TribLIVE

| USWorld

 
Larger text Larger text Smaller text Smaller text | Order Photo Reprints

Damascus in grip of tense stalemate

Email Newsletters

Click here to sign up for one of our email newsletters.

Daily Photo Galleries

By The Los Angeles Times
Saturday, March 2, 2013, 7:12 p.m.
 

Iran and Syria condemned a U.S. plan to assist rebels fighting to topple President Bashar Assad on Saturday and signaled the Syrian leader intends to stay in power at least until 2014 presidential elections.

The remarks occurred as rebel forces have dug in to the north, east and south of Syria's capital, occupying stretches of suburban and rural terrain and threatening to break through to the heart of Damascus.

Government troops have largely pulled back to a well-defended core, including the city center and loyal bastions to the west.

After nearly two years of fighting in Syria that has mostly spared the capital, an uneasy stalemate reigns in Damascus. In recent days, the city has experienced mortar attacks and car bombings, while the military has responded in its usual fashion: withering bombardment of outlying rebel strongholds.

A huge explosion rocked the city last week, apparently a car bomb targeting a checkpoint in heavily defended Abaseen Square, a potential route into the city for rebels.

“I don't go anywhere unless I have specific business,” said a woman in her early 50s who requested anonymity for safety's sake. “No one does.”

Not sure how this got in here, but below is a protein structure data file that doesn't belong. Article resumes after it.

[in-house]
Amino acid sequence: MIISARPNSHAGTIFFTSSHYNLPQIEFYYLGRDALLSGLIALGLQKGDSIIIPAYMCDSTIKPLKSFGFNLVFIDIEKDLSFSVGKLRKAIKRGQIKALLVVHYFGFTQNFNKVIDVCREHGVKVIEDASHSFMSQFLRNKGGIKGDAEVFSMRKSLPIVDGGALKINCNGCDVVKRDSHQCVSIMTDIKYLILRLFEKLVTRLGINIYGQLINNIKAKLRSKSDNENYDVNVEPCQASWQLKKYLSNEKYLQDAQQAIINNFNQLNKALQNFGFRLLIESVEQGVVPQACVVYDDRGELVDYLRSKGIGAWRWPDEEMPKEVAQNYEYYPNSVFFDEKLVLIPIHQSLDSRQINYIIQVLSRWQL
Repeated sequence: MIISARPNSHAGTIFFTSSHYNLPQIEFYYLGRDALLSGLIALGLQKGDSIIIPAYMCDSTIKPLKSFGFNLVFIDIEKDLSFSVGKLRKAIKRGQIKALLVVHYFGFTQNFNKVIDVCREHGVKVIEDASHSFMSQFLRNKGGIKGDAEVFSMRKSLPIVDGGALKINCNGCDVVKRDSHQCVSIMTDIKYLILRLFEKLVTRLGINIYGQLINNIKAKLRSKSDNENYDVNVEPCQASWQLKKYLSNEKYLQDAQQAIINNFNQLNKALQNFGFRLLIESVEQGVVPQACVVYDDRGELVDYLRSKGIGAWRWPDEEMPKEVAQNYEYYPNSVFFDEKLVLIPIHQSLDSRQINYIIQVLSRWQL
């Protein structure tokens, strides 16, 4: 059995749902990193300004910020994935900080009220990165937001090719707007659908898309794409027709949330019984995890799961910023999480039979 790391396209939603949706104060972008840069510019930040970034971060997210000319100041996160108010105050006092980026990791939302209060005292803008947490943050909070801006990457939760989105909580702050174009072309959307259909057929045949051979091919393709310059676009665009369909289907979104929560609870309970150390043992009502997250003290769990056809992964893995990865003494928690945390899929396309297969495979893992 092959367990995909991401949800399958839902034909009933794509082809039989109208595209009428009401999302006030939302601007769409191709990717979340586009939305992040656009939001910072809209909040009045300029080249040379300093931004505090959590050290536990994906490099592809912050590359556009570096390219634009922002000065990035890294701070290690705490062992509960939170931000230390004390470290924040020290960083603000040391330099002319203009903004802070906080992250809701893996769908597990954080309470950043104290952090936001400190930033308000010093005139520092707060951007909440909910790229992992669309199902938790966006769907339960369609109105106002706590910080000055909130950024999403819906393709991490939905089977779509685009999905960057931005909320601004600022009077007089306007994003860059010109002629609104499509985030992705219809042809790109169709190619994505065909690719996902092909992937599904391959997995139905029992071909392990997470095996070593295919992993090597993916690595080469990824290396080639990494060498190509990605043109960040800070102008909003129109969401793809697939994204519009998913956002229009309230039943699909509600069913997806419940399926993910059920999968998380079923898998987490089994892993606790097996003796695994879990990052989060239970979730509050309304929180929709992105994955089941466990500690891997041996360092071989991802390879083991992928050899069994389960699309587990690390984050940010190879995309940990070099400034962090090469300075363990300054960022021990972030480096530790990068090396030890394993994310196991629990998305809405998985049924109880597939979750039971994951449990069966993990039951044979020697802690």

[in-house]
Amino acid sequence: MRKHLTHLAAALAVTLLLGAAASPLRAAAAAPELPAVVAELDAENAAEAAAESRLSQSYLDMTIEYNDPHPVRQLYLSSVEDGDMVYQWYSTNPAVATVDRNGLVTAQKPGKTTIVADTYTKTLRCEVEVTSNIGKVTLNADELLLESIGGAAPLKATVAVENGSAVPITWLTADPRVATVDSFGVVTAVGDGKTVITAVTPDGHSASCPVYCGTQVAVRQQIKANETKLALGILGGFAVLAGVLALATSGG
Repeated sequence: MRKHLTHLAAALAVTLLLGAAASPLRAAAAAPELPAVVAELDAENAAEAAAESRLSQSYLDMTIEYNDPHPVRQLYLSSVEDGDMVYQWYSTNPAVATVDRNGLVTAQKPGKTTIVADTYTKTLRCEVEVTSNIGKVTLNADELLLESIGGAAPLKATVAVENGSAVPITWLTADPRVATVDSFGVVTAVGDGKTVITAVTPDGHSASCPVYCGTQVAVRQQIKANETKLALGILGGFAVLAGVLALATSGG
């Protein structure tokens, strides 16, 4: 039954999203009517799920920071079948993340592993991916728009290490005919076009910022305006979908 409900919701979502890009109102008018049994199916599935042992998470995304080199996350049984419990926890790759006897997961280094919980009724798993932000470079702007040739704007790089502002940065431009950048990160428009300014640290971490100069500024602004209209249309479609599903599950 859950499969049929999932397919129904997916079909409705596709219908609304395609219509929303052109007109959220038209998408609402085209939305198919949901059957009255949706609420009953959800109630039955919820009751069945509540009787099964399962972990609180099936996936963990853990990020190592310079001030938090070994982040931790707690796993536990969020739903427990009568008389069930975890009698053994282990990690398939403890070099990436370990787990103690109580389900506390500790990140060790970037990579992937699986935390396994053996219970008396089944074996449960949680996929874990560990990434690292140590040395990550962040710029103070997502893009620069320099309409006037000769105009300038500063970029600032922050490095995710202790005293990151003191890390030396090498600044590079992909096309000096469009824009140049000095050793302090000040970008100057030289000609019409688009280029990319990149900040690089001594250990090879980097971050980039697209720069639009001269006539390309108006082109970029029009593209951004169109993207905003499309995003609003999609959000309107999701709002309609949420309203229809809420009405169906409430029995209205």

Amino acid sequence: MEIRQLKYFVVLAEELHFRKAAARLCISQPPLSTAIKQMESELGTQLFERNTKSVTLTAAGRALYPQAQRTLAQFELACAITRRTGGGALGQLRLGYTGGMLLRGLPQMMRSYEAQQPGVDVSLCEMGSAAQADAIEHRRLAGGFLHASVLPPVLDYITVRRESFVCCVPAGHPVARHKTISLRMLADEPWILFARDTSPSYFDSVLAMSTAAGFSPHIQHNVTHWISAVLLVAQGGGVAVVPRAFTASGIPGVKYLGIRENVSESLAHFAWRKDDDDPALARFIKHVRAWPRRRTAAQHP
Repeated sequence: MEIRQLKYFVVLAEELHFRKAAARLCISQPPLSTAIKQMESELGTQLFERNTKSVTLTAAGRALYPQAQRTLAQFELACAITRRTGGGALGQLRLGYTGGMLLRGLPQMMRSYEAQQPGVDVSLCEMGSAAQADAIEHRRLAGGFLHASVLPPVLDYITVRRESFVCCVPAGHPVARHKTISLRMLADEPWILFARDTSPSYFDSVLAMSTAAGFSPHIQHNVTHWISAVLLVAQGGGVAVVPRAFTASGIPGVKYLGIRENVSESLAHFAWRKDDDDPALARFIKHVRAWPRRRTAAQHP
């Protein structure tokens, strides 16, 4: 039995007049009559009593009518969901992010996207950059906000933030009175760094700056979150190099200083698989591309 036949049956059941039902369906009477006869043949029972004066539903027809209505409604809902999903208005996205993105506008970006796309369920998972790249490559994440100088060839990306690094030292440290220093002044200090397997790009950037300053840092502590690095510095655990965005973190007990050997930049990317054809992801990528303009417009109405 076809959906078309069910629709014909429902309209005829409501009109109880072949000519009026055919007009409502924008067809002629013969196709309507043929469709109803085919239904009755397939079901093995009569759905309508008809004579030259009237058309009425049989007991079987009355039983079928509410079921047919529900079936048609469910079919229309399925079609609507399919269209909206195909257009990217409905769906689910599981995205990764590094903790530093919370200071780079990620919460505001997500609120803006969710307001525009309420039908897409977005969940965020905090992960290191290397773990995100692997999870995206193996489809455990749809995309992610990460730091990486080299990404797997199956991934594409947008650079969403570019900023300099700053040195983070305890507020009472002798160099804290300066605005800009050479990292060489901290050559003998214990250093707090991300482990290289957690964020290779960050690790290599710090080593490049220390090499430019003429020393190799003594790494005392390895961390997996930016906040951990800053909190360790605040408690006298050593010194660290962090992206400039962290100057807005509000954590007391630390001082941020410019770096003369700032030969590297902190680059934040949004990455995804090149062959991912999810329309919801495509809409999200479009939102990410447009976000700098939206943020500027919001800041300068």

The opposition presses foreign allies for support that could help break the impasse. On Thursday, Secretary of State John F. Kerry pledged $60 million in additional nonlethal aid during meetings with opposition figures in Rome, though he turned aside their plea for weapons.

Much of Assad's military is focused on defending a strategic zone that that includes the presidential palace, government buildings and military bases, drawing up a kind of cordon sanitaire around the capital. Damascus is crucial to both sides in the conflict, but it is only one of many battlegrounds.

Analysts say the government is determined to maintain a corridor from the capital along the highway north to Homs and to the Alawite heartland on the Mediterranean coast, long mentioned as a haven for Assad and his allies should the government collapse.

Subscribe today! Click here for our subscription offers.

 

 


Show commenting policy

Most-Read World

  1. 200 feared dead in latest migrant disaster off Libya’s coast
  2. Tropical storm Erika bears down on Caribbean
  3. Suicide bomber kills wife, 2 kids in Pakistan police raid
  4. Hackers in China suspected in attack on Indian government, academia
  5. Al-Qaida reportedly seizes control of key areas in and around Yemen’s port city of Aden
  6. Islamic State kills Iraqi soldiers in 2 ambushes in Anbar province
  7. Police: Ashley Madison cheat site hack tied to crimes
  8. Hezbollah support deepens trash crisis in Lebanon
  9. Refugees race to Hungary as fence goes up
  10. Lion kills safari guide in park where Cecil lived
  11. Plot, links to Islam supported in Amsterdam-to-Paris train shooting